in 22%, HSIL in 12% and carcinoma in 4% women in present study. Himanshi G et al reported that 63% had inflammatory cytology, 15% had normal cytology, 6% had LSIL, 9% had HSIL and 7% had malignancy on papsmear in their study on women with postcoital bleeding.16 Manish Gupta et al reported in their study that
32% had inflammatory smear, 34.6% had LSIL and 18.7% had HSIL on papsmear in women with postcoital bleeding.17
In present study, 56% had benign inflammatory lesions in colposcopy. 24% had low grade lesions, 14% had high grade lesions and 6% had invasive carcinoma. With increasing age, advanced lesions in colposcopy were observed Manish Gupta et al reported that 34% had Grade-I lesions, 8% had Grade-II and 17% had Grade-III lesions in colposcopy in their study.17 Himanshi G et al
reported 30% of women with normal colposcopy findings, 46% with Grade-I ,7% with Grade-II and 17% with Grade-III lesions in their study.16
In present study, we compared the results obtained with pap smear and colposcopy. NILM was seen in 62 women. 87.09% who had NILM on papsmear had benign inflammatory lesions in colposcopy, 11.29% women had low grade lesions and 1 out of 62 women (1.61%) who had NILM on pap smear had high grade lesion in colposcopy. LSIL was seen on papsmear in 22 women.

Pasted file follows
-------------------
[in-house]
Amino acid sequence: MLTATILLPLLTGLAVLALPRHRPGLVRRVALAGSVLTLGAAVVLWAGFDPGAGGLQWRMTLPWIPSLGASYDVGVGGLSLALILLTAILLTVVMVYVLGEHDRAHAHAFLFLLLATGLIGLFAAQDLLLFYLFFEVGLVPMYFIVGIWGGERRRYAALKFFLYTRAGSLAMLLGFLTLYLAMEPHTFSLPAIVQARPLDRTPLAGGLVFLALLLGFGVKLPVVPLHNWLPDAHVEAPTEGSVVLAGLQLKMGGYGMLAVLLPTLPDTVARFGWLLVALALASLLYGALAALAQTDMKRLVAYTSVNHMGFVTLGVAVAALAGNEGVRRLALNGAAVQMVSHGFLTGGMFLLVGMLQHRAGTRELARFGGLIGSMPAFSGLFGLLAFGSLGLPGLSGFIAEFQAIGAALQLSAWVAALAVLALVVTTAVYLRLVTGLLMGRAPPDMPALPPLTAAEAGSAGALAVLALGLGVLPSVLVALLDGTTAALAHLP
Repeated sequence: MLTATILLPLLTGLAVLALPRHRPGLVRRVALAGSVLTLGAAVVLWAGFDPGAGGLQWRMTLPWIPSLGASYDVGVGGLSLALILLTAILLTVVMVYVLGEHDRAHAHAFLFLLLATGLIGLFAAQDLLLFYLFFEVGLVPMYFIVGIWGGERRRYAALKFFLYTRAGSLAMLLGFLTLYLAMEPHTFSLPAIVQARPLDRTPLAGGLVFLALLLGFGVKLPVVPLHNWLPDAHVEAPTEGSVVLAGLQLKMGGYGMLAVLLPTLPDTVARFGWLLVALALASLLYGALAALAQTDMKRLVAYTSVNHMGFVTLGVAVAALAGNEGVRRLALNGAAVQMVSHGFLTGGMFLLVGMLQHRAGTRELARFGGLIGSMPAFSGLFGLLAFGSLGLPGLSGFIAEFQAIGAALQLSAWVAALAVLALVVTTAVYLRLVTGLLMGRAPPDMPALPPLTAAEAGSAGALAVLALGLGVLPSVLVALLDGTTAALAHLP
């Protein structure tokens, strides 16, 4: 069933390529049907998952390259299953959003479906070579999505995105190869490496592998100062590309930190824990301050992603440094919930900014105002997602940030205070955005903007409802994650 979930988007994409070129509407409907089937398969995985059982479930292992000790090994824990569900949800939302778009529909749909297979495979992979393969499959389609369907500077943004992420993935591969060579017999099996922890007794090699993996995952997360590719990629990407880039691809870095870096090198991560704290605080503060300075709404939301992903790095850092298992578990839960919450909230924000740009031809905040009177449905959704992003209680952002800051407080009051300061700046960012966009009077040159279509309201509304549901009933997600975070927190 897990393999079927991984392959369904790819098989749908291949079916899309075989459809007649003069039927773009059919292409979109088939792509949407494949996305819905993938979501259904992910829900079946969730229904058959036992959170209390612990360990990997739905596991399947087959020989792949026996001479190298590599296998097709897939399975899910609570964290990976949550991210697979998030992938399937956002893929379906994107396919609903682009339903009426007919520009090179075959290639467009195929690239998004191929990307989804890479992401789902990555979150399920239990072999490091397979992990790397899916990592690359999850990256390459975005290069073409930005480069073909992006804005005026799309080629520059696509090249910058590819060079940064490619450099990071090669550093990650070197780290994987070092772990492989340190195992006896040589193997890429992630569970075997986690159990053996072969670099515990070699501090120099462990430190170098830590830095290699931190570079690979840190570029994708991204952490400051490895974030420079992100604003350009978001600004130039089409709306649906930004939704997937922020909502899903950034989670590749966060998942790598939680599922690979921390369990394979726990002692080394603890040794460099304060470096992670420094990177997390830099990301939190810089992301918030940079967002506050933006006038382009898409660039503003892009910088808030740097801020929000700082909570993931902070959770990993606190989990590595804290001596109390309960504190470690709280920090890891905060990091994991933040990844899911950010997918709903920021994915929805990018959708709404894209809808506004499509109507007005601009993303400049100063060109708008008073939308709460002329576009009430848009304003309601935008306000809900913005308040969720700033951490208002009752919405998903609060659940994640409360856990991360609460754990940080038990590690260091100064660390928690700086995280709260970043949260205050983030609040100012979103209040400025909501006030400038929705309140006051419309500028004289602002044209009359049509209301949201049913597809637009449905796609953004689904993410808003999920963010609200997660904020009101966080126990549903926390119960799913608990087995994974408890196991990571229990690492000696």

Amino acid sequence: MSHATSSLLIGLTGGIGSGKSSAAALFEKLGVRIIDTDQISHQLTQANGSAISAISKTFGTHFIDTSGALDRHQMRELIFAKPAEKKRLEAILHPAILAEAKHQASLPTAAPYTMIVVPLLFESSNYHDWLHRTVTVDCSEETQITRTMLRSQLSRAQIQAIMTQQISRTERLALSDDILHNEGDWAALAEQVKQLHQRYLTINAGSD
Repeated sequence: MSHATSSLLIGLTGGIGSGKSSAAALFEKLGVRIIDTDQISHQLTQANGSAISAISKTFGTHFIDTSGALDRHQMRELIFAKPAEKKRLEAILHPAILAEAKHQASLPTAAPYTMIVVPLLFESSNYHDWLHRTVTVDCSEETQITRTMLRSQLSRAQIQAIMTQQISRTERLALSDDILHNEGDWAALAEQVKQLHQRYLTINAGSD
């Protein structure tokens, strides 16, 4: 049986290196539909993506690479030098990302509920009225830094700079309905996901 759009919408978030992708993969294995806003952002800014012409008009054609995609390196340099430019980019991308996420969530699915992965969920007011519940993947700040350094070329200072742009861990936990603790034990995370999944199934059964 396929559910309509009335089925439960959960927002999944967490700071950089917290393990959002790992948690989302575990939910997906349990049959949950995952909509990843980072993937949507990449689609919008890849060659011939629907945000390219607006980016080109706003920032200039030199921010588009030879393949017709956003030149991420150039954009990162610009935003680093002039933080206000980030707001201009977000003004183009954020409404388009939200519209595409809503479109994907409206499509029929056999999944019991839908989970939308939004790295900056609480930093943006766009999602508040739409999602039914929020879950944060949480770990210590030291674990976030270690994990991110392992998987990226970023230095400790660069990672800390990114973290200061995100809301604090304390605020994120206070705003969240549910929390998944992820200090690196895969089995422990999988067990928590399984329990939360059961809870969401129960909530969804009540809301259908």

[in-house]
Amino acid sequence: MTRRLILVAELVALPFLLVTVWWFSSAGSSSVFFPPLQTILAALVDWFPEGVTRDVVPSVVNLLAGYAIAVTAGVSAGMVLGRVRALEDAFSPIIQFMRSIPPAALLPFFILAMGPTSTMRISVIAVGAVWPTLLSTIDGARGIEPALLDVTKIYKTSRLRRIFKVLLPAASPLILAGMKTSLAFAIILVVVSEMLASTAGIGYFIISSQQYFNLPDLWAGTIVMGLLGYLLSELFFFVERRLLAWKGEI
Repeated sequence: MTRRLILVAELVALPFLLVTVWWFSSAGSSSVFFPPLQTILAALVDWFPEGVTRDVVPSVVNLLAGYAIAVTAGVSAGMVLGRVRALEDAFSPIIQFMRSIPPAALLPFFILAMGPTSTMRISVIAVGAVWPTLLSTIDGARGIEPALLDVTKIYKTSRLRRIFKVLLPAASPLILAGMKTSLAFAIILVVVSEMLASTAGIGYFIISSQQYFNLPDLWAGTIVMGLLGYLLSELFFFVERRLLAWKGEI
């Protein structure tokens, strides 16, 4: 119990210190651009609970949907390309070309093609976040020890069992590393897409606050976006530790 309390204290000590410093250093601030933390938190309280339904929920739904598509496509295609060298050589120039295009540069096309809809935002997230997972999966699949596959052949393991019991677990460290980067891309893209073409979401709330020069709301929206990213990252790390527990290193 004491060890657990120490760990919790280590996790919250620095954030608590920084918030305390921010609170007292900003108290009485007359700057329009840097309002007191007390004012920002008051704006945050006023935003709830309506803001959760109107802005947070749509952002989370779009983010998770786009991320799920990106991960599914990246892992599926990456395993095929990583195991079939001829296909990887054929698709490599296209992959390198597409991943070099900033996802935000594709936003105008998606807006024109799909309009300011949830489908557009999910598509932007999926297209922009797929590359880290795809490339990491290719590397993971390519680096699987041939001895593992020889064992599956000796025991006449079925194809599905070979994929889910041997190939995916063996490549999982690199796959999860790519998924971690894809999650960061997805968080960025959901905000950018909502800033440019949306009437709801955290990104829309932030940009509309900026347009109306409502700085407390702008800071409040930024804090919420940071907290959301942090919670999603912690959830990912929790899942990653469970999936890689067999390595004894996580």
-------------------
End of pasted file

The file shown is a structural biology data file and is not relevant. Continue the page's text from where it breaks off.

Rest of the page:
Out of them, 9.09% had benign inflammatory lesions in colposcopy,72.72% women had low grade lesions and 18.18% had high grade lesions in colposcopy. HSIL was observed on pap smear in 12 women. Out of them, 8.33% had low grade lesions, 75% had high grade lesions in colposcopy and 16.6% had carcinoma. 4 women whose pap smear showed carcinoma had invasive Squamous Cell Carcinoma in colposcopy also.
Cervical histopathology showed chronic cervicitis with metaplasia in 58% cases. Mild dysplasia was seen in 17% cases, moderate-severe dysplasia in 15% cases. 10% had invasive Squamous Cell Carcinoma in present study.
Gupta M et al reported that mild dysplasia of cervix was seen in 14.6% and moderate-severe dysplasia was seen in 10.7% of women with postcoital bleeding in their study.17
postcoital bleeding had chronic cervicitis and 8% had invasive cervical carcinoma in HPE in their study.16
Shalini R et al reported that 5.5% of women with postcoital bleeding had invasive cancer cervix in their study whereas Rosenthal AN et al reported 4% cases with invasive cancer cervix.8,9 Allen et al reported that 1% of
women with postcoital bleeding had carcinoma cervix in their study and Ashrafgangoei T et al reported 1.8% cases with invasive cancer cervix in women with postcoital bleeding in their study.19,21 Authors compared the results